family tradition basics

As a child, I remember watching the city fireworks show with my family. Resting on a blanket gazing into the sky, my brothers and I “oohed” and “ahhed” each time a new firework exploded into the air.

We sat so close to the fireworks I could feel the ground shake with each explosion and smell the expelled black powder. Bright, colorful sparks lighted up the entire sky, and debris from the fireworks shells showered down on me.

My father was a volunteer firefighter for our city. Where I grew up, it was the firemen who were in charge of setting off the firework show, and the families of the firefighters had the best seats in the house — on a roped-off grassy area, right underneath the nighttime show.

Year after year, my siblings, and even my cousins, would spread our blankets out on the grass and wait in anticipation for the fireworks to start and the ground to shake. Few things are better than fireworks that make the ground shake beneath you. My siblings would agree.

In addition to fireworks, I loved our city’s parade. My brothers and I would pile on top of the fire department’s ladder truck, alongside all the other firefighters’ children. As the truck crawled along the parade route, we’d toss salt water taffy into the crowd. It is way more fun throwing the candy then catching it.

Parades, pancake breakfasts and front-row seats to the firework show; my family knew how to celebrate summer. I have such strong memories created from rich family traditions and know just how significant family traditions can be.

Family traditions bond us as families. They create happy feelings and special moments that we get to remember and associate with the people we love. Those moments often lead to memories that last a lifetime.

Now having a growing family of my own, I have learned a few things as I have tried to create — and re-create — my own family traditions with my children. Here are some important things you may want to know as you create your own family traditions:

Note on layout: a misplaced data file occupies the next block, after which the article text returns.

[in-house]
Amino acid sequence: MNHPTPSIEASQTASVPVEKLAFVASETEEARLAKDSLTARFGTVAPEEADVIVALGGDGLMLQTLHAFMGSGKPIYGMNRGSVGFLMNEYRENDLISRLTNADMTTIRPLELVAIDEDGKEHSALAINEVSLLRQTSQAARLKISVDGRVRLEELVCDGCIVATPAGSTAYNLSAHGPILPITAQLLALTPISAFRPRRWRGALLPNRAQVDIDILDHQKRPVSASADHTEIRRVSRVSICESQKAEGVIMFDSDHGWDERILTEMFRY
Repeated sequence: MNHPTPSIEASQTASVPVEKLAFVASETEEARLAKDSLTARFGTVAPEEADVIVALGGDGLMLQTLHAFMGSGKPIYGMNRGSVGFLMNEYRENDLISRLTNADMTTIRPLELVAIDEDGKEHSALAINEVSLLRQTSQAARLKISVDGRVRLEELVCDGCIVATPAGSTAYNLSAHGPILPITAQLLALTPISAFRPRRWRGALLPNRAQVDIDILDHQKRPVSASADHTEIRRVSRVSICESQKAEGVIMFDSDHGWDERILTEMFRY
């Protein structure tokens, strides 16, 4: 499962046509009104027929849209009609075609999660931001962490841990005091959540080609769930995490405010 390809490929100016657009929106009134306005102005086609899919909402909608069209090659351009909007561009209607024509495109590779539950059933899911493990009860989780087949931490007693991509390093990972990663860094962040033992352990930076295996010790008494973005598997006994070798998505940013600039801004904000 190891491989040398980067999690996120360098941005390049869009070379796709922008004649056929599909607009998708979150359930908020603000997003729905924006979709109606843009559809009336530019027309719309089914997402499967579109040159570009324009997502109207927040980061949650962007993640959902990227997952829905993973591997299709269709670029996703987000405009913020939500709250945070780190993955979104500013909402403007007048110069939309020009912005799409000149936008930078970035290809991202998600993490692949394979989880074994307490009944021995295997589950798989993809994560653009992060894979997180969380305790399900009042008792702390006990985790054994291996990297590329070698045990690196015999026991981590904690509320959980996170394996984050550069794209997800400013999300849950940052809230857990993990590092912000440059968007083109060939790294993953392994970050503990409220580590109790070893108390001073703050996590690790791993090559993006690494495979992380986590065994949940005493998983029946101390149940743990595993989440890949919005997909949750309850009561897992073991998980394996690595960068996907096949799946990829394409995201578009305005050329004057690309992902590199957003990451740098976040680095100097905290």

1. Some family traditions are hard work

Being consistent with anything takes focus and often a plan, and family traditions are no exception. So enter with caution! Even making green eggs for St. Patrick’s Day takes effort, and Santa knows just how much work goes into hosting an Elf on the Shelf during the holidays. Next year, our Elf on the Shelf is only invited back for the 12 Days of Christmas!

But when all is said and done, I want my children to have the memories, so it’s worth the effort. Thankfully not all traditions require a consistent parent.

2. Sometimes simple is best

Yes, many traditions require planning, but let’s not overlook the simple things we can do to create family memories that last. Sometimes the most effective traditions are the ones that don’t require constant maintenance.

create family memories that last

At our house, we love family movie night with a bowl of simple microwave popcorn. If I’m feeling really fancy, I’ll throw a surprise piece of candy into each child’s cup of popcorn.

3. We can’t always re-create family traditions from our childhood, and that’s OK

It will be rare if I am able to re-create the same firework experience I had as a child for my own children. Nor will my children get to ride on a ladder truck in a parade. It is just not possible for me to re-create all of the same family traditions I had as a child.

The moment I realized this, I set myself free — free from a feeling of duty and obligation. I could then clearly focus on my little family and the traditions that I could start with them that would be most beneficial for them.

4. Family traditions instill values

As a child, my family’s summer traditions taught me about civic duty and patriotism. Through other family traditions I also learned about teamwork and service.

As a mother, I feel it’s important for my children to not only learn about values but to experience those values right alongside me. I hope to create family traditions that teach them service, kindness, patience and gratitude.

This article was originally published in Motherhood Matters on KSL.com
The stock image used is from www.freedigitalphoto.net